The idea for the partnership stemmed from an annual trip the Columbia Chamber of Commerce organizes for local officials to tour cities of similar sizes. Last year, representatives of the Columbia public schools visited Ann Arbor, Michigan and its school district, where high school juniors and seniors attend Washtenaw County Community College and graduate high school with their associate's degree or an industry-recognized credential.

'Why haven't we been doing this?'

"We went to Ann Arbor and we saw this, and we thought, ‘Why haven't we been doing this?'" said Jonathan Sessions, Columbia School Board vice president.

Noting that the school age population in Columbia continues to grow and that the district high schools are expected to be at capacity by 2030, Sessions said the program may put off the need to build another school.

Students are already excited about the program.

"It seems just like almost unreal that I can get started that early because anything that I can be doing as early as possible to help out my future seems like something I definitely want to do," said Savanah Godier, a Rock Bridge sophomore, told KOMU's Daniel Perreault. "And it's really nice to know that there's opportunities that I can take to lower that expense."

Asher and Jonas Ferguson, twins who are sophomores at Battle High School, plan to pursue the new program next fall.

"It sounds like a really great opportunity," Asher Ferguson said. "If I can get some college and some debt out of the way, it sounds like a really great plan."

Jonas Ferguson said the program will allow students to save time and money — and provide a more reliable alternative to the Advanced Placement classes many students take in hopes of earning college credit while still in high school.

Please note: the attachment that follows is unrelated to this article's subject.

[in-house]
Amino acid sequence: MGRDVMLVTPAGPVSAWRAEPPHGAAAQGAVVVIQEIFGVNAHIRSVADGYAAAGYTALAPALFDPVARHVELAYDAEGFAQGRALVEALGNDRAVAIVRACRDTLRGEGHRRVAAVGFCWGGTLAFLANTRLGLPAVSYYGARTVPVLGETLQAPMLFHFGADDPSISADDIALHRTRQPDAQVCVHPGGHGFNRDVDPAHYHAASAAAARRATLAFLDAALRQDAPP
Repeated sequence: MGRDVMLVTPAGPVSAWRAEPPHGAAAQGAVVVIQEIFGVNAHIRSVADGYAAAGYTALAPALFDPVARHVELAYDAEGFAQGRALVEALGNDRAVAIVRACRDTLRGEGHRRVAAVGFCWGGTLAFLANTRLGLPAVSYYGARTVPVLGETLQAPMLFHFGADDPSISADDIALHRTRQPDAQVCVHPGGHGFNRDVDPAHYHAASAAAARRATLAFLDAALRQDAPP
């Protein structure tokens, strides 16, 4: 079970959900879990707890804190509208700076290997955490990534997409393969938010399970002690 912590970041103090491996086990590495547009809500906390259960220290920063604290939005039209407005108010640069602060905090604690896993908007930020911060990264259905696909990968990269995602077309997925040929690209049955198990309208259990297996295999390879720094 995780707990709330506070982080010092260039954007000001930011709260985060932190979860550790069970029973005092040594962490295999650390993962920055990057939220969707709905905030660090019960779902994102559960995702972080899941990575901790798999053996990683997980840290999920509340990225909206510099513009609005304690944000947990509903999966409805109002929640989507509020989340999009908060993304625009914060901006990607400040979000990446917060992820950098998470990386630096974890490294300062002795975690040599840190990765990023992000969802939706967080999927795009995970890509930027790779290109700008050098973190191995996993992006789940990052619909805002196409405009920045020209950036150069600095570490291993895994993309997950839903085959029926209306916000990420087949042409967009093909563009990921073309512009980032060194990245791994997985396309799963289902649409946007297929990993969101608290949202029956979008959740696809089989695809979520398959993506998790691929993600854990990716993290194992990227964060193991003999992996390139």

"What I've heard from our teachers is that a lot of times with AP credit, students will work really hard and schools won't accept their scores," Jonas Ferguson said. "And so, this associate's degree will be an acceptable-everywhere equivalent."

Tackling the intimidation factor

Besides lessening student debt and giving students a jumpstart on their academic careers, Lashley hopes the program will reduce the intimidation factor of going to college.

A MACC alumnus himself, Lashley said he still remembers feeling out of place until one day he passed a psychology instructor who addressed him by his first name. Suddenly, the MACC president said, "part of that intimidation was gone."

"I think those small kinds of touches that happen can go a long way with helping our students feel like they're at a place where they're supposed to be and that they're going to be successful," Lashley said.

The students enrolling to get two diplomas at once will get plenty of support, Stiepleman said: They'll have access to counselors at both their high schools and MACC.

Stiepleman said students will receive the new program course catalog by early January and will begin registering in January and early February.

Kristi Shinn, CPS director of curriculum and instruction, said MACC and CPS are considering an information night in January so parents can ask questions and meet staff.

Organizers of the project agree it's all about giving more students access to opportunity.

"It's collaborations like this between Columbia Public Schools and Moberly Area Community College that are going to lead us to be the beacon of success when it comes to education in the state of Missouri," Sessions said.

(Hannah Hoffmeister of the Columbia Missourian, Kassidy Arena of KBIA and Daniel Perrault of KOMU contributed to this story.

Click here for Columbia Missourian's story.

Click here for KBIA's story.

The exclusive reporting is a collaboration between reporters from the Columbia Missourian, KBIA and KOMU 8 News.

For more on the new partnership and dual-credit program, check out Tuesday morning's Columbia Missourian and KOMU 8 News at 10 on Monday.)